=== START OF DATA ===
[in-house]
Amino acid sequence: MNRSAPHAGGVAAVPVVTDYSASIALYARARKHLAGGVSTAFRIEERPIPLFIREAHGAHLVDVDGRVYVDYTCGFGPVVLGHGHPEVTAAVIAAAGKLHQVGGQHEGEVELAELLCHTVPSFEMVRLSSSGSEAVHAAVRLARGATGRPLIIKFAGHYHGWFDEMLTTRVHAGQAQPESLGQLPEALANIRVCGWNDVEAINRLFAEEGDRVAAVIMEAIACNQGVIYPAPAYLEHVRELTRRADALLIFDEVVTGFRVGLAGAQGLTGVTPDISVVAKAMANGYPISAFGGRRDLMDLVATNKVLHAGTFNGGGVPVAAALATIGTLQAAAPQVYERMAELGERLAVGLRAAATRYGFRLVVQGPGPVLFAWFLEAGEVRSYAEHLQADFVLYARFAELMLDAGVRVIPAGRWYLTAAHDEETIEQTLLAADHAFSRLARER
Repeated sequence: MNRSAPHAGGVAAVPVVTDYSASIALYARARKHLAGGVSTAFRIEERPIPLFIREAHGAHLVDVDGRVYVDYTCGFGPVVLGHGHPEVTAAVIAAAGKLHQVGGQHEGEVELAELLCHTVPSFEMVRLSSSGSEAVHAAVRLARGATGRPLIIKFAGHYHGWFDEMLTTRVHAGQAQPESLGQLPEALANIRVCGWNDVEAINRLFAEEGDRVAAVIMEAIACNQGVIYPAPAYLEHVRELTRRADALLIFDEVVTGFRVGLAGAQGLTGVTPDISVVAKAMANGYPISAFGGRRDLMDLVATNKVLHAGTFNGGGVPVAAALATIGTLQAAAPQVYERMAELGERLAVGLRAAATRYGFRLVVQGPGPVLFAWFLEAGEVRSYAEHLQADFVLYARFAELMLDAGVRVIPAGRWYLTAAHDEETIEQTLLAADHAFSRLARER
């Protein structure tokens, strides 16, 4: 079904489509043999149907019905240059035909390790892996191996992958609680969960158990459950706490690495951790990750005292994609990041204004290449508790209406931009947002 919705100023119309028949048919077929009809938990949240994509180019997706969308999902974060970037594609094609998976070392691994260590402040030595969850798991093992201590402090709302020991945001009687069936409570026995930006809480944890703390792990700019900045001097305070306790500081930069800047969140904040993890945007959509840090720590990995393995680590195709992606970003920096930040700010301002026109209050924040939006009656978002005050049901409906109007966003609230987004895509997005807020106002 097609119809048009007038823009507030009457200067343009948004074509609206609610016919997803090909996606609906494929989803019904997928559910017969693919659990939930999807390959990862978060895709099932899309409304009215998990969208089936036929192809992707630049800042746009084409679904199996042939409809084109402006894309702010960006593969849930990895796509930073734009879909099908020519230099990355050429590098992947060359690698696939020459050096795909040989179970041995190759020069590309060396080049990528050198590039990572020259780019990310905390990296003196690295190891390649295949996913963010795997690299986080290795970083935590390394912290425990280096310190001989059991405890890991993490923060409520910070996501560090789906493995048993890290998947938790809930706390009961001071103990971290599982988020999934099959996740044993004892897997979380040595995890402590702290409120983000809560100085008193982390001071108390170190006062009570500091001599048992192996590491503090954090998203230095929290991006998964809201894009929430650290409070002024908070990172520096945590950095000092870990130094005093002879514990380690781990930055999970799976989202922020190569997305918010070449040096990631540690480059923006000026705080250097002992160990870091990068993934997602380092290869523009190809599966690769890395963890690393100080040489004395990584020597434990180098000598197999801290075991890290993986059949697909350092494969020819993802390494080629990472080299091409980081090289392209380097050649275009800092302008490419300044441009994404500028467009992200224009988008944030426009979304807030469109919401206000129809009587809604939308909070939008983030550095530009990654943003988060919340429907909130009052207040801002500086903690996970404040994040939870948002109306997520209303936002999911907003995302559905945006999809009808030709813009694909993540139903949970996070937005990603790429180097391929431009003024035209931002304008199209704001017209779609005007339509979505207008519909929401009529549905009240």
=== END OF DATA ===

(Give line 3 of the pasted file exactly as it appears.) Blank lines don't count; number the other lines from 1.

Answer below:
Repeated sequence: MNRSAPHAGGVAAVPVVTDYSASIALYARARKHLAGGVSTAFRIEERPIPLFIREAHGAHLVDVDGRVYVDYTCGFGPVVLGHGHPEVTAAVIAAAGKLHQVGGQHEGEVELAELLCHTVPSFEMVRLSSSGSEAVHAAVRLARGATGRPLIIKFAGHYHGWFDEMLTTRVHAGQAQPESLGQLPEALANIRVCGWNDVEAINRLFAEEGDRVAAVIMEAIACNQGVIYPAPAYLEHVRELTRRADALLIFDEVVTGFRVGLAGAQGLTGVTPDISVVAKAMANGYPISAFGGRRDLMDLVATNKVLHAGTFNGGGVPVAAALATIGTLQAAAPQVYERMAELGERLAVGLRAAATRYGFRLVVQGPGPVLFAWFLEAGEVRSYAEHLQADFVLYARFAELMLDAGVRVIPAGRWYLTAAHDEETIEQTLLAADHAFSRLARER